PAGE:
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Thumbs Up, Thumbs Down: Oct. 25

Thumbs Up

Interior Journal fighting for government transparency

The Interior Journal in Stanford recently brought to light emails that show members of the Lincoln County Ambulance Board held discussions of board business via email and in private telephone and in-person meetings.

Kentucky Attorney General Andy Beshear let the ambulance board off easy by finding that the emails, which The Interior Journal obtained through an open records request, didn’t provide quite enough evidence of wrongdoing to prove that illegal meetings occurred.

Beshear’s less-than-stellar record in enforcing government transparency aside, The Interior Journal is doing what newspapers are designed to do: holding the powerful accountable.

Staff members at newspapers around Kentucky like the IJ educate themselves on open records and open meetings, even when the government officials who have to run those meetings and maintain those records do not. No other media outlets regularly and consistently suss out government misdeeds and make them public knowledge like newspapers do.

It’s only when newspapers do their jobs that the public can really trust their governments to act appropriately, because the watchdogs are ensuring everything is above-board and visible.

For fulfilling this most important aspect of being a newspaper, The Interior Journal deserves more than one thumb — we’re giving them two thumbs up.

Thumbs Up

Deaf protesters provide positive message

The members of the deaf community who stood at Fourth and Main Thursday were all smiles, even though they were there because of a problem. Or rather, because of multiple problems.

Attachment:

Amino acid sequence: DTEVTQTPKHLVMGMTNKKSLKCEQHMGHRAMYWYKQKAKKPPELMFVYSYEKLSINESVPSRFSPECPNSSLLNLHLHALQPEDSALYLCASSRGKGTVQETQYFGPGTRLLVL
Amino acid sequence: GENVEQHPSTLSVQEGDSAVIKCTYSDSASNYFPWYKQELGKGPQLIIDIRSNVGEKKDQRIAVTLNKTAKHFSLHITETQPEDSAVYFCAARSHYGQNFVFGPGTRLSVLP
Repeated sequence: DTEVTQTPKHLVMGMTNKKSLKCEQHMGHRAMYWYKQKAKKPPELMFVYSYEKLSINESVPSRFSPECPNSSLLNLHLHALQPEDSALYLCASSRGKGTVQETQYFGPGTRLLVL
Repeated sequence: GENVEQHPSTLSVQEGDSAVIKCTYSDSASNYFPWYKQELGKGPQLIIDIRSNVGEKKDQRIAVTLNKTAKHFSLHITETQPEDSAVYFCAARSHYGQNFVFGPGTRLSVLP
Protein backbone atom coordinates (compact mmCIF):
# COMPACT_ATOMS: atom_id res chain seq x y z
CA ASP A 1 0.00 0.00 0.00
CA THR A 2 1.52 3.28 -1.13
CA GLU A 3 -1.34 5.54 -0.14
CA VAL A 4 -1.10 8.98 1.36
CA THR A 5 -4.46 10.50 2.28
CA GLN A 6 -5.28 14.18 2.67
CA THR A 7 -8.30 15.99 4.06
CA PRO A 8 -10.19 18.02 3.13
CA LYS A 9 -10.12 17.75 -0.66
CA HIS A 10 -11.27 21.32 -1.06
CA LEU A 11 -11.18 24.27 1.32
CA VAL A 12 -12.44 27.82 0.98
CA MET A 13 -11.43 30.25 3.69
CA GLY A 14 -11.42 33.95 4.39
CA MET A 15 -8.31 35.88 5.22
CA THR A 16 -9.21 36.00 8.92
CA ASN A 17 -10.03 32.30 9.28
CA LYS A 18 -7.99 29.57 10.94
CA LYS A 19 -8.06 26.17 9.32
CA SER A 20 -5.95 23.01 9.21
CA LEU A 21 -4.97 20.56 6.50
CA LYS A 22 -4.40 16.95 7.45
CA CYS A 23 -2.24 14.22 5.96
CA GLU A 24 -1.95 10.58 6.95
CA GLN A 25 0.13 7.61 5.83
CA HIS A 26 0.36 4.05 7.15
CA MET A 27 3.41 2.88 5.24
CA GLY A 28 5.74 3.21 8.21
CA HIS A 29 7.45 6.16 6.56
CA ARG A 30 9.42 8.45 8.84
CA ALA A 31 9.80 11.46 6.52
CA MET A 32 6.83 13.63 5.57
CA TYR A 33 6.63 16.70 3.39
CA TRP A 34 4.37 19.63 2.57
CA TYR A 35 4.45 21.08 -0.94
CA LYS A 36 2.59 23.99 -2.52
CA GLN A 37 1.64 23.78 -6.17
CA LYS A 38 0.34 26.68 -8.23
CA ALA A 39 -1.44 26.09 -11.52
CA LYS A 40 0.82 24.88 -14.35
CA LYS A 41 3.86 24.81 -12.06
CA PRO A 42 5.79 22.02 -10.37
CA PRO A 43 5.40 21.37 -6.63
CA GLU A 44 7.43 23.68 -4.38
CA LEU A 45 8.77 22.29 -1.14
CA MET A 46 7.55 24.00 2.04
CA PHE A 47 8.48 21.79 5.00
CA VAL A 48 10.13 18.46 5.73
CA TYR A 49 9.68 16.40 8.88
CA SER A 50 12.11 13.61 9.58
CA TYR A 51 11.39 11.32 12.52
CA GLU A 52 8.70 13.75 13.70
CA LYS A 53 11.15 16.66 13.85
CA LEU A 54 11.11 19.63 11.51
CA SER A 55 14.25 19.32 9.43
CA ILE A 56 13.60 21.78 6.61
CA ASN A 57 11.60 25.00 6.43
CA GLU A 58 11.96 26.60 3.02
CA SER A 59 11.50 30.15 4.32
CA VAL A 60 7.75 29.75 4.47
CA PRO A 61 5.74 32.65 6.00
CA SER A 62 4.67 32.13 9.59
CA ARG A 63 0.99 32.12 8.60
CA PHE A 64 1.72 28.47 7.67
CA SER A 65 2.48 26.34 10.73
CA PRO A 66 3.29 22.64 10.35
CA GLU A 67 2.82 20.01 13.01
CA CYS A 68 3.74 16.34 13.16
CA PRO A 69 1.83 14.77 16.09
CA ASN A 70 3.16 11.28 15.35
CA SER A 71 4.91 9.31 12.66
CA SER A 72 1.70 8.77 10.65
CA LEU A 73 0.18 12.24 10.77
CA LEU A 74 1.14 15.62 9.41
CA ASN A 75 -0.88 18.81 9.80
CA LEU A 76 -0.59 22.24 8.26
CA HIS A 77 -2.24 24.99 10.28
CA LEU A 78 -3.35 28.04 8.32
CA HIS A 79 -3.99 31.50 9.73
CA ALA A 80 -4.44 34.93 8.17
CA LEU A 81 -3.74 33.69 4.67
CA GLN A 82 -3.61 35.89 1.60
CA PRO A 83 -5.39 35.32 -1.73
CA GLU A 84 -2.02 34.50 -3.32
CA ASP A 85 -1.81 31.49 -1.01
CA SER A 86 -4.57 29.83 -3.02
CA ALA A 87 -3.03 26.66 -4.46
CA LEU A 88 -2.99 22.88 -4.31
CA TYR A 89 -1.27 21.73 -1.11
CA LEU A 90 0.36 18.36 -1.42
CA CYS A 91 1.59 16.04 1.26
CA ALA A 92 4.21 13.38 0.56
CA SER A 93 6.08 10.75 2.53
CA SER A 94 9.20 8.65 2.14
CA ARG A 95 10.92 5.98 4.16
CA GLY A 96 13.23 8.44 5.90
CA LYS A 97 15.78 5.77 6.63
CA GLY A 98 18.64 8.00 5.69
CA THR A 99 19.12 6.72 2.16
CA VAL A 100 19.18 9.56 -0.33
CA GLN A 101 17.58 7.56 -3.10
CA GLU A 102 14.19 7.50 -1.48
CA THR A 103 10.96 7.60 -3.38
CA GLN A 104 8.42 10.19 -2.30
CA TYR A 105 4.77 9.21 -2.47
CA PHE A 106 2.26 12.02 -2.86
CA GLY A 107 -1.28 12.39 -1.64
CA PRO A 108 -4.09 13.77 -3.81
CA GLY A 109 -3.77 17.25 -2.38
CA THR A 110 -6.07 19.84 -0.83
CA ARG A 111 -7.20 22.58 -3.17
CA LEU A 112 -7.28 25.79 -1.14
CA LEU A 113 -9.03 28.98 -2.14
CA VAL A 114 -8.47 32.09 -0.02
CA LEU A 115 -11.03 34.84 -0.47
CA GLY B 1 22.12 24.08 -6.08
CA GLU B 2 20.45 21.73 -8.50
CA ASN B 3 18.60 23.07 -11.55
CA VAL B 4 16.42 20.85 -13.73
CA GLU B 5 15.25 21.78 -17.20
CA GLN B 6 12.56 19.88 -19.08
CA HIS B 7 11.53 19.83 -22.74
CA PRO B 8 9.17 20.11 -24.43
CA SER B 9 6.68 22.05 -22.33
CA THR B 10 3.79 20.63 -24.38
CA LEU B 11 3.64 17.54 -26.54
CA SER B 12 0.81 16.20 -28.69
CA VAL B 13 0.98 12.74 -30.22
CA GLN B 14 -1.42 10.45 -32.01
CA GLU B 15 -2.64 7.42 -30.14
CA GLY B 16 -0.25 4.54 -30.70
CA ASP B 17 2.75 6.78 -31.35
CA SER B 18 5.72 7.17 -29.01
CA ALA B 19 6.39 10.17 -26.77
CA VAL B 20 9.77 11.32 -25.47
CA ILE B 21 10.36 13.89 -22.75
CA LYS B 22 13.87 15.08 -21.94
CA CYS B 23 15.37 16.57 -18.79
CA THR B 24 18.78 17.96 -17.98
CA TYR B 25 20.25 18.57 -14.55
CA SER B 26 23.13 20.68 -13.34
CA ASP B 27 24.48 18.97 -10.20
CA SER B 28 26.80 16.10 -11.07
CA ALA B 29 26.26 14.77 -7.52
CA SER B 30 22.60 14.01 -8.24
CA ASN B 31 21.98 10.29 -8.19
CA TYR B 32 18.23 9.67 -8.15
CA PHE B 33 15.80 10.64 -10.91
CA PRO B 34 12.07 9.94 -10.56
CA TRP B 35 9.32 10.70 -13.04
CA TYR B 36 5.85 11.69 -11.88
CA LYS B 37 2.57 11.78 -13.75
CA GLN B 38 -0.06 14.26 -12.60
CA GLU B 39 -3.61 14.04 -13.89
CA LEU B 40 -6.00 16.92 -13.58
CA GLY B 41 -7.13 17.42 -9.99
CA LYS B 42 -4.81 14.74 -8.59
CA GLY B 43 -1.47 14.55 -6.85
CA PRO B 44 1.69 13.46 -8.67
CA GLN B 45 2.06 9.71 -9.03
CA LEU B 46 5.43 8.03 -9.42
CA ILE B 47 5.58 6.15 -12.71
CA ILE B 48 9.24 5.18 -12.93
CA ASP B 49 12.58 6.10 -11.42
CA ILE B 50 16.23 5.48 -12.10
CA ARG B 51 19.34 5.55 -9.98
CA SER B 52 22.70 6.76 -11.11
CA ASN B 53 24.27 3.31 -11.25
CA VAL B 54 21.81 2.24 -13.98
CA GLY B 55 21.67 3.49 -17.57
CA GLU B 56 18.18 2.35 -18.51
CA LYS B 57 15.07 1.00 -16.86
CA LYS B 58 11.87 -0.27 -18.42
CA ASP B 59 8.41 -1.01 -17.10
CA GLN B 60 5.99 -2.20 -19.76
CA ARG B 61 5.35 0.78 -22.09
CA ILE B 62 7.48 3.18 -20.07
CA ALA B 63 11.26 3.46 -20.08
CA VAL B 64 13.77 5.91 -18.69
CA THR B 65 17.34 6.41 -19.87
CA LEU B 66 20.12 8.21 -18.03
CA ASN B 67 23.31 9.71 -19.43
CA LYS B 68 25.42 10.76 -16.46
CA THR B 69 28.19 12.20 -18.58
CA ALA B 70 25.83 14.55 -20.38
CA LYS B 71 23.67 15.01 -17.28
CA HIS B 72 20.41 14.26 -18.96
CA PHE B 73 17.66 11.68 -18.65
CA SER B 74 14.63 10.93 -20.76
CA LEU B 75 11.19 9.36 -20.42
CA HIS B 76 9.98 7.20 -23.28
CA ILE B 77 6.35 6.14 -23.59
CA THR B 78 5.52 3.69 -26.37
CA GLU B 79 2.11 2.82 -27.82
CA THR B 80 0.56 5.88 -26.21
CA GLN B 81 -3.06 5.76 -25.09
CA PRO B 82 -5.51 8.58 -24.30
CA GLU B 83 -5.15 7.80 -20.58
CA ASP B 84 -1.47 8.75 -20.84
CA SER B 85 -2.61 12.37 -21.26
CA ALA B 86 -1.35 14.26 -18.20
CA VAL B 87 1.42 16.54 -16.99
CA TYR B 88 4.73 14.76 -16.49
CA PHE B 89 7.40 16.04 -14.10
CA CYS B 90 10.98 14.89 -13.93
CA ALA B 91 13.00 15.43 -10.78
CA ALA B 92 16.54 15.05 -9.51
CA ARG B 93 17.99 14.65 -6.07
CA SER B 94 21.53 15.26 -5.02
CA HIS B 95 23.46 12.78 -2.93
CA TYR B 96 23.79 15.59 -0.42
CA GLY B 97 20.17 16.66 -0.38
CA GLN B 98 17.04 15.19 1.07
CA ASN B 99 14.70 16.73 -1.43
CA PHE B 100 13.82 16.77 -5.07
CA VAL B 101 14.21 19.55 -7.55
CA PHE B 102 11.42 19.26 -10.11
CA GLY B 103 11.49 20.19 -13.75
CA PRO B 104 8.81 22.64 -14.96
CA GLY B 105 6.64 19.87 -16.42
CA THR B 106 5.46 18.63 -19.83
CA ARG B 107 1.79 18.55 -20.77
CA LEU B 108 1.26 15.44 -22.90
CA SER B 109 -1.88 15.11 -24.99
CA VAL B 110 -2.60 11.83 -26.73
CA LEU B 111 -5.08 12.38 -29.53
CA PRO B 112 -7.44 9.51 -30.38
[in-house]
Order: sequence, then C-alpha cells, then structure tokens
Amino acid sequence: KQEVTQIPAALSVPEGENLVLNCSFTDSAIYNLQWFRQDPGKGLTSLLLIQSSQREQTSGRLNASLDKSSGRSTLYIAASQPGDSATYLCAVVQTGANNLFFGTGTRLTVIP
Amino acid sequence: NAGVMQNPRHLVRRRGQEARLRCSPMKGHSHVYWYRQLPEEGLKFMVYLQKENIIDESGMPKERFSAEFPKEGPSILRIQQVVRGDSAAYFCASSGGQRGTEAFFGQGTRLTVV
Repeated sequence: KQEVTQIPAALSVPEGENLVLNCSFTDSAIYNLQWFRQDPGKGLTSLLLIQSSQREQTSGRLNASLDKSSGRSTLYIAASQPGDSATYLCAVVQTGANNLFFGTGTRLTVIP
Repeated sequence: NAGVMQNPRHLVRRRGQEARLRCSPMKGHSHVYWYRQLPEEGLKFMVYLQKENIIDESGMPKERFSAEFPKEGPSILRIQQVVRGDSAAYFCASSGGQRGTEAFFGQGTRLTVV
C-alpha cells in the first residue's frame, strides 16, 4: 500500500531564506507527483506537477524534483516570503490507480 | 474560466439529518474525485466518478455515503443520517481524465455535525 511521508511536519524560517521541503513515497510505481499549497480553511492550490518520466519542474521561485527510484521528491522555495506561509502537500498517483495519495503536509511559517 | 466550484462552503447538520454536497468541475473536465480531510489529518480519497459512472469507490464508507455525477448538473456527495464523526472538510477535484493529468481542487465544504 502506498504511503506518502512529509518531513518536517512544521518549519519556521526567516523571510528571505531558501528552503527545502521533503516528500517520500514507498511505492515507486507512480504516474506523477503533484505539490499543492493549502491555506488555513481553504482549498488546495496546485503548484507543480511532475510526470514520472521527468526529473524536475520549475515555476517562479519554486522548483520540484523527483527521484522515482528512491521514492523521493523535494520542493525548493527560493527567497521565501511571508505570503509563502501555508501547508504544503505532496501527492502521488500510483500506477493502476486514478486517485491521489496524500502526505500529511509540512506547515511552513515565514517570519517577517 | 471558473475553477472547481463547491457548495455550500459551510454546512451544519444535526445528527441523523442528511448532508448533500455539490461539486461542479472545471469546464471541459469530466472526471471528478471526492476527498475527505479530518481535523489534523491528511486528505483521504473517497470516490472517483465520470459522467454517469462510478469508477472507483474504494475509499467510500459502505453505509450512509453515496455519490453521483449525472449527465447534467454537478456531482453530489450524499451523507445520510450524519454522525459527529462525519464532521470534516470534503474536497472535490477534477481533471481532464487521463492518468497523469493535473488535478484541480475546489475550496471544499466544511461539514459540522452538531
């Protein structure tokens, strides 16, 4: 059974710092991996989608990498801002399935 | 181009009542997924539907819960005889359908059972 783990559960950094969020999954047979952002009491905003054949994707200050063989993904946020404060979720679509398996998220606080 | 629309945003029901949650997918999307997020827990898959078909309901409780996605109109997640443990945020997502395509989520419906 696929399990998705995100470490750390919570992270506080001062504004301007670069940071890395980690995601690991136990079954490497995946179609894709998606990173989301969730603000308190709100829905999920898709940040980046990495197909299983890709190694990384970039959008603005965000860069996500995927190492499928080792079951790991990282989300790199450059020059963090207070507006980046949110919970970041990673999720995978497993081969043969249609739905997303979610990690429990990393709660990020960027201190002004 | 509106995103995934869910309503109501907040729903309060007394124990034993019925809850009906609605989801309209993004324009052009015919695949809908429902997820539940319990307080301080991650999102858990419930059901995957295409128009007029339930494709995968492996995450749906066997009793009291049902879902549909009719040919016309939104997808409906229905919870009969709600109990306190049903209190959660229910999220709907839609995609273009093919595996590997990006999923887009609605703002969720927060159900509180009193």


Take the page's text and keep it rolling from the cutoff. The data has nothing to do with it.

People who are deaf face enormous challenges in our society today that extend beyond simply not being able to hear. They get treated differently than other people in many ways, from education to employment. It’s not because they are really all that different, but because everyone else sees them as different. Many people subconsciously discriminate against deaf people by assuming they are less intelligent or incapable of doing things that hearing people do.

But as one of the protest signs held up during Thursday’s rally read, “Deaf can do anything except hear!”

The protesters are absolutely right that we ought to do better at educating deaf people so they can have just as many opportunities as hearing people already have. And we ought to be doing a better job of providing jobs for deaf people.

Part of the problem is a feedback loop. Deaf people aren’t given jobs and aren’t seen as being an integral part of society, so people assume they don’t need jobs and aren’t really as big a piece of the population as they are, which leads to a continued lack of jobs and absence of awareness.

Hopefully Thursday’s protest helped break that cycle and make at least a few people think about deaf people in a way they haven’t before.

Thumbs Up

Danville ‘Most Spirited’ Bourbon Chase community

Congratulations to Bourbon Chase volunteers in Danville, who helped the city win the 200-mile race’s “Most Spirited Community” award for 2016.

According to our news archives, this is the third time Danville has won the award since the Bourbon Chase began in 2009. Its other victories came in 2009 and 2013. Stanford has also won three times — in 2012, 2014 and 2015. And Perryville won the award in 2011, meaning the “Most Spirited” community has been in Danville or within a 15-minute drive seven out of the eight years that the Bourbon Chase has been run (Lebanon won in 2010, according to various running blogs on the Internet).

Clearly, there’s something about the people living along U.S. 150 in Boyle and Lincoln counties that make them excellent hosts. Hopefully, the area can “eight-peat” in 2017.